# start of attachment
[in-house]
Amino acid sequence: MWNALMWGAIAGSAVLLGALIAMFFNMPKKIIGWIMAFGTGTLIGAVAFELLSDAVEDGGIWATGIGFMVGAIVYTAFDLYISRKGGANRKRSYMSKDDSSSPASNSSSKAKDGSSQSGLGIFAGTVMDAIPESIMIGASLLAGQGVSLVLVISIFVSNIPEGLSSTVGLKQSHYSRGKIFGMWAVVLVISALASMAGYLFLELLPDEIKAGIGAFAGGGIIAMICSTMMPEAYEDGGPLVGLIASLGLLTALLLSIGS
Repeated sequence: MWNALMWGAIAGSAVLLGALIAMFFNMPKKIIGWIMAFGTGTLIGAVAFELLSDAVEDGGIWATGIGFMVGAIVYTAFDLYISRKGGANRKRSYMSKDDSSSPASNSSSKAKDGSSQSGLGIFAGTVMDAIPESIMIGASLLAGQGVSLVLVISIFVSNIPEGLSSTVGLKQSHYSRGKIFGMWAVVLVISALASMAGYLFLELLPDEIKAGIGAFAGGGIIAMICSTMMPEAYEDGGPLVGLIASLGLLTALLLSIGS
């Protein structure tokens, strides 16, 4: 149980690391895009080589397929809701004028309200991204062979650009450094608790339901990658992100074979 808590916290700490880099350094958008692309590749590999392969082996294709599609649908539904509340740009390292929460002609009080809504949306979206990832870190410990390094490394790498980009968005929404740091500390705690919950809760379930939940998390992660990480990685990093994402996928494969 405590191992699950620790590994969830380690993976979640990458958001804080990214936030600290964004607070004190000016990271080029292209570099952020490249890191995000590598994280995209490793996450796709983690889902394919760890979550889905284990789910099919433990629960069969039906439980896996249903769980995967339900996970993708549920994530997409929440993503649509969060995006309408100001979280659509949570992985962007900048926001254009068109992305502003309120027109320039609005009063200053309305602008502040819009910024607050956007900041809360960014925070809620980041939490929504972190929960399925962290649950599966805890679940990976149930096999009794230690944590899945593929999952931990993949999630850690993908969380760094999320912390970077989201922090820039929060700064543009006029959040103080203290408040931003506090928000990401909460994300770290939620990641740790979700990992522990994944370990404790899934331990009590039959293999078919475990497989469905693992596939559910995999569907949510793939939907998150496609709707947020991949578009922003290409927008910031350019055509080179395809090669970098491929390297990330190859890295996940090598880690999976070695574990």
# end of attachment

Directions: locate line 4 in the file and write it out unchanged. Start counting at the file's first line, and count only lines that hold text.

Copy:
């Protein structure tokens, strides 16, 4: 149980690391895009080589397929809701004028309200991204062979650009450094608790339901990658992100074979 808590916290700490880099350094958008692309590749590999392969082996294709599609649908539904509340740009390292929460002609009080809504949306979206990832870190410990390094490394790498980009968005929404740091500390705690919950809760379930939940998390992660990480990685990093994402996928494969 405590191992699950620790590994969830380690993976979640990458958001804080990214936030600290964004607070004190000016990271080029292209570099952020490249890191995000590598994280995209490793996450796709983690889902394919760890979550889905284990789910099919433990629960069969039906439980896996249903769980995967339900996970993708549920994530997409929440993503649509969060995006309408100001979280659509949570992985962007900048926001254009068109992305502003309120027109320039609005009063200053309305602008502040819009910024607050956007900041809360960014925070809620980041939490929504972190929960399925962290649950599966805890679940990976149930096999009794230690944590899945593929999952931990993949999630850690993908969380760094999320912390970077989201922090820039929060700064543009006029959040103080203290408040931003506090928000990401909460994300770290939620990641740790979700990992522990994944370990404790899934331990009590039959293999078919475990497989469905693992596939559910995999569907949510793939939907998150496609709707947020991949578009922003290409927008910031350019055509080179395809090669970098491929390297990330190859890295996940090598880690999976070695574990």